The “Who would die for a lie?” apologetic lies in tatters at our feet. The claim that almost all of the apostles died as martyrs is too weakly attested in history to support much of anything. Not only can no historical consensus emerge from the blizzard of contradicting claims about how they died, we have scant evidence—even if the apostles were executed or murdered—that these were martyrdoms. (See Part 1 for more.)
And on this, apologists want to support what may be the biggest claim possible: that the universe has a supernatural creator, and he came to earth 2000 years ago.
Let’s move on to pursue a few other aspects of this argument. A story could be a lie in two ways. (1) It could be a false story that was either false from the start or (more likely) grew with time. The adherents wouldn’t know that it was false. Most of us would put the 9/11 hijackers in this category—their views of afterlife were wrong, but they honestly believed them. Or those who drank the Kool-Aid in Jonestown. Or who burned to death with David Koresh.
We must distinguish between two categories of disciples. Those mentioned in the Bible and in the summary of Hippolytus are legendary. We can say nothing with confidence of their work; we can’t even say for certain if any were historical figures. The second category includes those disciples who actually did the work to proselytize early Christianity. Someone helped spread the word, so we can be sure that they existed. They would likely have been, like the 9/11 hijackers, true believers who believed a story but didn’t witness the history claimed to back it up.
Now consider (2) the other way a story could be a lie. Can someone die for something that they know is false? Sure—consider captured soldiers or spies who maintain a false story to their deaths.
Robert Price gives the example of the second-century philosopher Proteus Peregrinus, “a charlatan prophet, [who] immolated himself because he could not resist such a grandstanding opportunity.”
The 19th-century Millerites, while not faced with loss of life, were faced with their own difficult challenge. They were a Christian sect that predicted the end of the world on a particular day in 1844. Many made themselves right with God by selling all their possessions. When Jesus didn’t show up as expected, this became known as the Great Disappointment. So the thousands of members of this sect who had very clearly backed the wrong horse walked away poorer but wiser, right? Of course not—some couldn’t admit the lie to themselves and doubled down on prophetic religion, and the Seventh-Day Adventist church was one result. Though no one died for a lie, they drastically rearranged their lives for what they had been given ample evidence was a lie.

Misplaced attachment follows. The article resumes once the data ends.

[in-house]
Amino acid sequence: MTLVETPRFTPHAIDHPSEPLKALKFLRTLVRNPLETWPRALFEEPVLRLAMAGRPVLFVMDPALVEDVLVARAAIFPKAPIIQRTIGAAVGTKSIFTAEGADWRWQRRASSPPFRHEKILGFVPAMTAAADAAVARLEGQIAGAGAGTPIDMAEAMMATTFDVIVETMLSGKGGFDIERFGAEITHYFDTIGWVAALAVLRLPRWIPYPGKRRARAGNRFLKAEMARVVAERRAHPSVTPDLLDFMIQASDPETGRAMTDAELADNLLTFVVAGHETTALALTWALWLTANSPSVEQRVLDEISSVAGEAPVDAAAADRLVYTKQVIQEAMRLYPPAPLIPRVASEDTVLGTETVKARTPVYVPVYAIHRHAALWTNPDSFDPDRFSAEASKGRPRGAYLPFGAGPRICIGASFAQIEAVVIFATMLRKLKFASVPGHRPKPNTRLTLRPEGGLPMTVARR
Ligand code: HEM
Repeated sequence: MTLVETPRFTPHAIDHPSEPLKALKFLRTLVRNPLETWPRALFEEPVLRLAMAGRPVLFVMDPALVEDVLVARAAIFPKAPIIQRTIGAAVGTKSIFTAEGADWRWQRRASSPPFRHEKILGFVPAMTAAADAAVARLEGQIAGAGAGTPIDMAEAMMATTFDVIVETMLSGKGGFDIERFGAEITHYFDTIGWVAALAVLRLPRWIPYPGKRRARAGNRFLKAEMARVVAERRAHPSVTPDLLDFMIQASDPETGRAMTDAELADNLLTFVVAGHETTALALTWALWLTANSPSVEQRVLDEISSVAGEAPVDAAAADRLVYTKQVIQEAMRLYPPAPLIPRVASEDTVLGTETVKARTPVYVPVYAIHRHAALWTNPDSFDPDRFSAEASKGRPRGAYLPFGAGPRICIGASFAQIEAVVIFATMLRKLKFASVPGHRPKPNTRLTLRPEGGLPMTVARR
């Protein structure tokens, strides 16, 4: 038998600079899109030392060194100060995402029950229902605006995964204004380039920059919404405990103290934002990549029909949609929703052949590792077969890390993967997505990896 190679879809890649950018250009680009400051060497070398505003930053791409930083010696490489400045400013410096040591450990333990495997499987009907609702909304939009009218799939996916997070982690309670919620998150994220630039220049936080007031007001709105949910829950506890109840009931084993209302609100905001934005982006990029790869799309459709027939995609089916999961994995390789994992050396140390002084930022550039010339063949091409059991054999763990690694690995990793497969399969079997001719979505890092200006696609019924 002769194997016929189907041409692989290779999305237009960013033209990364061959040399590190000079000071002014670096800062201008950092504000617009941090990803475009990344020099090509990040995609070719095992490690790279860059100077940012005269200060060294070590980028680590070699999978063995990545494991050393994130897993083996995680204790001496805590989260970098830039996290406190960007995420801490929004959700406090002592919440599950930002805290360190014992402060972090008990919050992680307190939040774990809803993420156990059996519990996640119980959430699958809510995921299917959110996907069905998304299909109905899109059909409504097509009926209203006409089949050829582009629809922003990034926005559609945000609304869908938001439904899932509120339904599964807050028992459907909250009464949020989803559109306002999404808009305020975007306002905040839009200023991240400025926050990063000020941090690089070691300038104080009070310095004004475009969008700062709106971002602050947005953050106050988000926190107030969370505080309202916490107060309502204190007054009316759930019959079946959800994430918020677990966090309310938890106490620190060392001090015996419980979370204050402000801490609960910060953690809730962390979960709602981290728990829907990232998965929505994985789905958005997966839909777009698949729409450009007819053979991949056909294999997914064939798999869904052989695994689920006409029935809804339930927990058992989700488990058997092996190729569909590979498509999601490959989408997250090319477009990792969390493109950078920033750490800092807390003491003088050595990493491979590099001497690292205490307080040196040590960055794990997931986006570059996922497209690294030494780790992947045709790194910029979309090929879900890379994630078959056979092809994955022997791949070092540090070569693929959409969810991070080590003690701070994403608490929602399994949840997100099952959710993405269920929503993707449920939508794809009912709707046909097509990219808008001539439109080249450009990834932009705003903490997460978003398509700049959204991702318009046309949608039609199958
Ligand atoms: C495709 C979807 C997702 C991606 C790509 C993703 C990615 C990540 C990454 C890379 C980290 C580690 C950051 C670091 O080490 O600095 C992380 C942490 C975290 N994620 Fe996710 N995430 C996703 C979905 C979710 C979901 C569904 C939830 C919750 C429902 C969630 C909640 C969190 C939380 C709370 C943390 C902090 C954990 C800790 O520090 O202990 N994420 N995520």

The most significant example of someone who died for a lie might be Joseph Smith. Not surprisingly, I don’t accept the Mormon claim that the angel Moroni showed Smith a set of golden plates that he translated from “reformed Egyptian” into English using a seer stone. Rather, I think he was a treasure hunter and con man who either took advantage of or was caught up in the Second Great Awakening and created a new religion.
Mormonism was the invention of one man, and that man died for it. Of course, it’s possible that Joseph Smith gradually came to believe his own PR. But either way, he died for a lie, exactly what Christians deny is possible.
Compare Joseph Smith with the supposedly martyred apostles. Apologists would have us believe that the apostles (1) saw the earliest days of the Christian church and so were in a position to know whether the gospel story was correct or not, (2) were killed because of their faith, and (3) never recanted.
Bingo—that’s Joseph Smith. He (1) knew all details of the founding of the Mormon religion, (2) was killed in the middle of religious controversies brought on by his faith, and (3) never recanted.
Does Joseph Smith’s death show that Mormonism is correct? If not, then why is the equivalent argument trotted out to show that Christianity is?
And note how much stronger the Mormon case is. The gospels are simply snapshots of the Jesus story at different places and times. They are the result of decades of oral history that evolved within a credulous prescientific culture. They are legends. But there are no decades of oral history in the Mormon case. No one argues that Joseph Smith didn’t exist or that his story grew with the retelling because he wrote the story himself.
One final problem with the “die for a lie” argument is that it suggests the ridiculous notion that a doomed man could recant his beliefs and be set free. This kind of exchange comes to mind:
Judge: “You have been found guilty of sedition and are sentenced to die by stoning. What do you have to say for yourself?”
Condemned Man: “Okay, okay—I’ll admit it! That whole Jesus thing—it was just made up!”
Judge: “Well, that wasn’t so hard now, was it? You could’ve saved us all a lot of bother by admitting that earlier. Very well—case dismissed.”
From what capital charges are you released by admitting that Jesus isn’t divine? Sedition? Incitement to riot? Treason? Offending a powerful person? General rabble rousing?
“Why would they die for a lie?” fails because it pretends that rejecting Jesus would have gotten the apostles released from capital charges, because we have negligible evidence that they were martyred, because there’s little reason to suppose that the stories of the original apostles are more than legend, and because the earliest actual missionaries were probably just like today’s—earnest believers who were converted by a community rather than by being eyewitnesses to history.
Inquiry is fatal to certainty
— Will Durant, historian
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